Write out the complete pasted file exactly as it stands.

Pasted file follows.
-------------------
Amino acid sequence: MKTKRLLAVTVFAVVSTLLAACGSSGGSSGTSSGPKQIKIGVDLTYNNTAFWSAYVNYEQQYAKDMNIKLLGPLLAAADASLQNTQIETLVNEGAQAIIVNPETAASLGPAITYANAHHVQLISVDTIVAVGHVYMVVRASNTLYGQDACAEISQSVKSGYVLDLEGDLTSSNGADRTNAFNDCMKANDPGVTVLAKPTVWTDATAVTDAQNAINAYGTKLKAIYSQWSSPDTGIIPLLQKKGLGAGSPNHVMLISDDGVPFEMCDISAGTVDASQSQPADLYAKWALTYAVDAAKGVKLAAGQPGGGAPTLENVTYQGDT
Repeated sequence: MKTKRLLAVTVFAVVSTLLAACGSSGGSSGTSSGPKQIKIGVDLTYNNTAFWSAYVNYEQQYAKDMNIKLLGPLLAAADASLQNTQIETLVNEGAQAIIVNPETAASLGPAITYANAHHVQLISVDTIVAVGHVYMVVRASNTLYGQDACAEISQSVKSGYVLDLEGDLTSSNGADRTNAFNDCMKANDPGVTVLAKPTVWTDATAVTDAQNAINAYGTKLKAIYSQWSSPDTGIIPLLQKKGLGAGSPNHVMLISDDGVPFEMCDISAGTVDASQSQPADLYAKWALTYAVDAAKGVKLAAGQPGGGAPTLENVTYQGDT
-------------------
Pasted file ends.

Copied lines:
Amino acid sequence: MKTKRLLAVTVFAVVSTLLAACGSSGGSSGTSSGPKQIKIGVDLTYNNTAFWSAYVNYEQQYAKDMNIKLLGPLLAAADASLQNTQIETLVNEGAQAIIVNPETAASLGPAITYANAHHVQLISVDTIVAVGHVYMVVRASNTLYGQDACAEISQSVKSGYVLDLEGDLTSSNGADRTNAFNDCMKANDPGVTVLAKPTVWTDATAVTDAQNAINAYGTKLKAIYSQWSSPDTGIIPLLQKKGLGAGSPNHVMLISDDGVPFEMCDISAGTVDASQSQPADLYAKWALTYAVDAAKGVKLAAGQPGGGAPTLENVTYQGDT
Repeated sequence: MKTKRLLAVTVFAVVSTLLAACGSSGGSSGTSSGPKQIKIGVDLTYNNTAFWSAYVNYEQQYAKDMNIKLLGPLLAAADASLQNTQIETLVNEGAQAIIVNPETAASLGPAITYANAHHVQLISVDTIVAVGHVYMVVRASNTLYGQDACAEISQSVKSGYVLDLEGDLTSSNGADRTNAFNDCMKANDPGVTVLAKPTVWTDATAVTDAQNAINAYGTKLKAIYSQWSSPDTGIIPLLQKKGLGAGSPNHVMLISDDGVPFEMCDISAGTVDASQSQPADLYAKWALTYAVDAAKGVKLAAGQPGGGAPTLENVTYQGDT